How Ramaphosa got into business: An excerpt from Ramaphosa: The Man Who Would Be King by Ray Hartley
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Ramaphosa: The Man Who Would Be King, by Ray Hartley‚ answers the question that everyone is asking: can the man in the middle lead from the front?
Hartley worked as an administrator at the CODESA negotiations, which ended apartheid. He has covered the unfolding drama of the new South Africa as a political correspondent, travelling extensively with Nelson Mandela and Thabo Mbeki. Hartley was the founding editor of The Times and editor of South Africa’s largest newspaper, The Sunday Times, from 2010 to 2013. He is author of Ragged Glory: The Rainbow Nation in Black and White and editor of the essay collection How To Fix South Africa.
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In this extract‚ shared by Business Day‚ Hartley tackles Cyril Ramaphosa’s entry into the commanding heights of business.
The excerpt focuses on the moment in 1996 when the Johnnic deal was gaining momentum, just after Ramaphosa had delivered the final Constitution. Ramaphosa then announced that he was leaving politics to chart a way forward for black empowerment:
He approached Mandela and the ANC with his plan and was granted permission. I asked him if it wasn’t true that he was the victim of Machiavellian manoeuvring within the ANC that had shunted him out of politics: ‘Not entirely true‚ not entirely true. Going into business was my choice. It was my choice. The one thing which I can say was that‚ soon after the constitution-making process‚ I wanted to revert back into the party, and what piqued me was the continuous stories that now I was reverting back into the party to begin building my profile – building myself to have a go at challenging Thabo Mbeki.”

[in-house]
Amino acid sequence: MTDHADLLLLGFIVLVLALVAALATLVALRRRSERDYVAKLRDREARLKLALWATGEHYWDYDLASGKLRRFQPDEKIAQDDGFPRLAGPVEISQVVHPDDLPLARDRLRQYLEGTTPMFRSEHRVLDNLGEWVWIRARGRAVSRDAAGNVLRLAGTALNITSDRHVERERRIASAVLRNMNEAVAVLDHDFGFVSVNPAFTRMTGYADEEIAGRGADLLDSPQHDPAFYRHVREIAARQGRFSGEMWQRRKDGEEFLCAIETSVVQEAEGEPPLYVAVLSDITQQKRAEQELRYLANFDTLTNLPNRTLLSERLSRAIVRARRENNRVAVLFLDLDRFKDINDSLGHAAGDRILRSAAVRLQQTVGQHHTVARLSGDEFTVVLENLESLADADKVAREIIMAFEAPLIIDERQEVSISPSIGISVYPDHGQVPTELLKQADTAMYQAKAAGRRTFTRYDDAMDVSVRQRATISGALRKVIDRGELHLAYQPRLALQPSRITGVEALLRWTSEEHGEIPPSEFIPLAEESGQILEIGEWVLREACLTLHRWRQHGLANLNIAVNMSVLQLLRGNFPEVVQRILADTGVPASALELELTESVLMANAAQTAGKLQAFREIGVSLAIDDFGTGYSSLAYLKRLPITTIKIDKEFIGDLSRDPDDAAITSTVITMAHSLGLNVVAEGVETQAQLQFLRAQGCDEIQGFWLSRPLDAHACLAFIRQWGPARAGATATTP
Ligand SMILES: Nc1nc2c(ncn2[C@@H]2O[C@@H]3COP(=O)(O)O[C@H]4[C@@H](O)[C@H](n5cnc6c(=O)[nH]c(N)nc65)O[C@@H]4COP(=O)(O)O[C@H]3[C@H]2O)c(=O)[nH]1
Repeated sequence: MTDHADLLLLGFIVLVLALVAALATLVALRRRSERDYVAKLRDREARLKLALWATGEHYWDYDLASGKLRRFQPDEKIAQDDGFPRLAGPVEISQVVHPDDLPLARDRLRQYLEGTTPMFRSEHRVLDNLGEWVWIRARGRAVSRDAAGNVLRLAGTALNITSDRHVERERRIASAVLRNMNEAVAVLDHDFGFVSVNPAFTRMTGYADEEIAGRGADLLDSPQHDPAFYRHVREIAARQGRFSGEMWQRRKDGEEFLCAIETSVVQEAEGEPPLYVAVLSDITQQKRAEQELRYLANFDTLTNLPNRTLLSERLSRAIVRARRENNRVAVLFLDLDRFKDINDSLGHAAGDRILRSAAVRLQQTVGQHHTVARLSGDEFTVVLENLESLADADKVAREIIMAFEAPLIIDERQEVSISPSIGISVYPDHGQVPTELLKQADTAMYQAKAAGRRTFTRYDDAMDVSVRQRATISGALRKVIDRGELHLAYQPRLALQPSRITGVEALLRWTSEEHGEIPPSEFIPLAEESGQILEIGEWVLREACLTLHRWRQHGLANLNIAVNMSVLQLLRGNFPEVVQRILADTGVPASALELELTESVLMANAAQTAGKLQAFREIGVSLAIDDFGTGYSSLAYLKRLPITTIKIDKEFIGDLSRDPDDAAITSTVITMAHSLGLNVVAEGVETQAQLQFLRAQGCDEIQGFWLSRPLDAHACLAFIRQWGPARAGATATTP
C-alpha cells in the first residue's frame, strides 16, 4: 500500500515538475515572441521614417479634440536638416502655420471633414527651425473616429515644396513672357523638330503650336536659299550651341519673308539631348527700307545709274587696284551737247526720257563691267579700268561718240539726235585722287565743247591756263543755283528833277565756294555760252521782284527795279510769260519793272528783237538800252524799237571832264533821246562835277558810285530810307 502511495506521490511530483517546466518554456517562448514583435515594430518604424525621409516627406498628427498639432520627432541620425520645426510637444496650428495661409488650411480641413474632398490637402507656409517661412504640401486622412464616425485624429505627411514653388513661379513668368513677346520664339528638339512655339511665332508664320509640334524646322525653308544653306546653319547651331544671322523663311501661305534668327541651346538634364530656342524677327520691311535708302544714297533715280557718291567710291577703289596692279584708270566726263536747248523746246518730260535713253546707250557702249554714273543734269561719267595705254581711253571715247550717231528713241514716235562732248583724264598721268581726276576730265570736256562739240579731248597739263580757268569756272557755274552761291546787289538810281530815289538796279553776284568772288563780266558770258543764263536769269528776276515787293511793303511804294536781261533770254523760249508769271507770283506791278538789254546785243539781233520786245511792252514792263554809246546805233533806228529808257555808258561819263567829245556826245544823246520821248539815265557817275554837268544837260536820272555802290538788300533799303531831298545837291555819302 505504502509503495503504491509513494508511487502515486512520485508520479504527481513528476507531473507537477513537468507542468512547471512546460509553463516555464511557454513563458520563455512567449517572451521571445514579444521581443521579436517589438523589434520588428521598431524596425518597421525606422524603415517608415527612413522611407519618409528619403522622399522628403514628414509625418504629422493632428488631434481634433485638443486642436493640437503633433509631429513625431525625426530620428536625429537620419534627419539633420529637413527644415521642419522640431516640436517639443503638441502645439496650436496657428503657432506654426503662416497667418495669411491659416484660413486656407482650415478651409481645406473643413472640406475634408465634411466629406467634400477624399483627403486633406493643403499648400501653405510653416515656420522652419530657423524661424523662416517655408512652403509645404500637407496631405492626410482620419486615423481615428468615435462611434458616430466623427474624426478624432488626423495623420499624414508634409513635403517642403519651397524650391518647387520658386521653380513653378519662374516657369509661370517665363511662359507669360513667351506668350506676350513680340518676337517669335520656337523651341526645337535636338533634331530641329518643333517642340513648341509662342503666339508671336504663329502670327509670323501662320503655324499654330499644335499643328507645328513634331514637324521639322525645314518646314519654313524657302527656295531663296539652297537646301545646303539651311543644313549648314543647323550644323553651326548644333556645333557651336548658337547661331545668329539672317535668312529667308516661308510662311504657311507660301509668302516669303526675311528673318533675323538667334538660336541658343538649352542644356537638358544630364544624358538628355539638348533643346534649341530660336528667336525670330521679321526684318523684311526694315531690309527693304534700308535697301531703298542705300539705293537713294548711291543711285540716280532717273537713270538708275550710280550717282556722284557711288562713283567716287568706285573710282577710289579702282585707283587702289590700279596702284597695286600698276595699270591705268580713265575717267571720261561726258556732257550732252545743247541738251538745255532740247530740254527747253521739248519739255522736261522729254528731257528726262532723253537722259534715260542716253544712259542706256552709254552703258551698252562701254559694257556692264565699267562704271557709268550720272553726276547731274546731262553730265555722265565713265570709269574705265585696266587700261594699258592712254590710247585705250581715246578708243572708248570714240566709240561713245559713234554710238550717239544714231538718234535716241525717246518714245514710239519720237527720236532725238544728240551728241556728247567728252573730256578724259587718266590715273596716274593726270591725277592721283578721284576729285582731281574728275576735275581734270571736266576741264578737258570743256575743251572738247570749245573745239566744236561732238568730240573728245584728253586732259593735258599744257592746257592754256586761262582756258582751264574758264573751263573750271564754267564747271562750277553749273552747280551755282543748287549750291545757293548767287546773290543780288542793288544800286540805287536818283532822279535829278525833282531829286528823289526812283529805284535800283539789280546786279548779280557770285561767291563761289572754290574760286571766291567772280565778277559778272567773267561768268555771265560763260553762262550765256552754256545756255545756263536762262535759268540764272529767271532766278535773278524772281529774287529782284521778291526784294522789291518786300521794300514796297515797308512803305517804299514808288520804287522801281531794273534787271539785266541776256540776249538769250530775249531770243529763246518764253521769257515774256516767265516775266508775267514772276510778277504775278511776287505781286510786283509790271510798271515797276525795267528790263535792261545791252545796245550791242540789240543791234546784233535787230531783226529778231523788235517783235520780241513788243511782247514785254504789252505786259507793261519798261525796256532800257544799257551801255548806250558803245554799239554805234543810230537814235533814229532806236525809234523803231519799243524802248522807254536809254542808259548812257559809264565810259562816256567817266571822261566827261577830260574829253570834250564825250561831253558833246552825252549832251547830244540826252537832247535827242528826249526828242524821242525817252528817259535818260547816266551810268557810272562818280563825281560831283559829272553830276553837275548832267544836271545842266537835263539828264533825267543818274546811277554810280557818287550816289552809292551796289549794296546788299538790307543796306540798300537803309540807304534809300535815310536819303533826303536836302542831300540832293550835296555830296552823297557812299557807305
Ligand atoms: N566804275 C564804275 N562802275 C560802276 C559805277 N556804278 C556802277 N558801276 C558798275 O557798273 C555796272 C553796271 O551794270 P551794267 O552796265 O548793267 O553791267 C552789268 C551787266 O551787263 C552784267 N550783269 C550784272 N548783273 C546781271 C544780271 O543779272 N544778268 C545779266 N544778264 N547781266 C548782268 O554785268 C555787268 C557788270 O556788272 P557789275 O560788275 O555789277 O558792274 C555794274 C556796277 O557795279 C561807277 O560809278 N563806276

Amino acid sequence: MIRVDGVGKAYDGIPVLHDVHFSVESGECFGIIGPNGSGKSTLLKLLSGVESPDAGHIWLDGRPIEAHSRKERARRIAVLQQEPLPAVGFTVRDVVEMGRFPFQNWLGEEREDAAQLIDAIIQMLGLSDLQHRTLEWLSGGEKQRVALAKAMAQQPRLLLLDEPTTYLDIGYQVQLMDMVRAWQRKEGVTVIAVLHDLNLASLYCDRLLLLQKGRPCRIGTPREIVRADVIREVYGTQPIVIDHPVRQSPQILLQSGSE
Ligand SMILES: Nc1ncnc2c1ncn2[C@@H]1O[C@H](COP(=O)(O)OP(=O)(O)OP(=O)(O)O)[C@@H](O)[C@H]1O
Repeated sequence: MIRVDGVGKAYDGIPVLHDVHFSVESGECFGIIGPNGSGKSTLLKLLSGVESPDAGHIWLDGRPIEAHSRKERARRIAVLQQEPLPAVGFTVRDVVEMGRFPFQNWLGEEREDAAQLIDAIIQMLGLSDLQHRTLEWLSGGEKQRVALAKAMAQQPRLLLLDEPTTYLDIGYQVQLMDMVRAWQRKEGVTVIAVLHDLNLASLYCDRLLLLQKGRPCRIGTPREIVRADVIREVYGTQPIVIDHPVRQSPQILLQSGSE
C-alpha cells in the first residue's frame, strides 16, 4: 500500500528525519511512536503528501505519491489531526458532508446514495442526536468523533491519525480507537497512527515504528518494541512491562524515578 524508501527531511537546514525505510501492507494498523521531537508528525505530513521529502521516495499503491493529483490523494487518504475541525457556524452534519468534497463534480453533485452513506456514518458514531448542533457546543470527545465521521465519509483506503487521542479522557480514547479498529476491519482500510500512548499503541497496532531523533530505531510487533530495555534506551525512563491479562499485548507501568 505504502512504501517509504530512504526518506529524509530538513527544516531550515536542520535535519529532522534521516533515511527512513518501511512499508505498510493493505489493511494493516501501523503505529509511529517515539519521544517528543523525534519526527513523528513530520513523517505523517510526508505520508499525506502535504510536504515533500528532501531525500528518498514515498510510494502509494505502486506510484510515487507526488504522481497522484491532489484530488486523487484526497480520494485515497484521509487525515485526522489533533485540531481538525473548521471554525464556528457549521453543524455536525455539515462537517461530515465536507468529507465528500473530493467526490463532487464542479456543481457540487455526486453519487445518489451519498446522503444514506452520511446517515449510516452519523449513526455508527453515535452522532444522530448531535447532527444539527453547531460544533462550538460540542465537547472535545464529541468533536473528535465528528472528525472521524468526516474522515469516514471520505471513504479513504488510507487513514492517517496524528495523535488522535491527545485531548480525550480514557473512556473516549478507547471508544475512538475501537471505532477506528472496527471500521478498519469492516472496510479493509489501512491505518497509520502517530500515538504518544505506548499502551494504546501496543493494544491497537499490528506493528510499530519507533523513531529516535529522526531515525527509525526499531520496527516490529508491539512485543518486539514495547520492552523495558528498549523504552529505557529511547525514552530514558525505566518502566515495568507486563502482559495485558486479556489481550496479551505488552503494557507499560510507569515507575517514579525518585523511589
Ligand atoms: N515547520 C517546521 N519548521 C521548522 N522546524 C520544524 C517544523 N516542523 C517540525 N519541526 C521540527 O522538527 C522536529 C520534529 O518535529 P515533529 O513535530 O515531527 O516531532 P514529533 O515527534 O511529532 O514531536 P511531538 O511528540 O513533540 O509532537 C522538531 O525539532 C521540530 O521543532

That‚ said Ramaphosa‚ was far from his mind: “I had accepted that Thabo Mbeki was my leader‚ and‚ as a disciplined cadre of the ANC‚ I did not want to even be part of that. My view was that he had to execute the task he had been given by the party‚ finish that‚ and I was never one who wanted to undermine the leaders of the ANC who had a clear mandate and had been clearly elected by the organisation. With that type of story and view being spread around‚ it became a lot easier to then say: why don’t I go to another frontier? The business frontier.”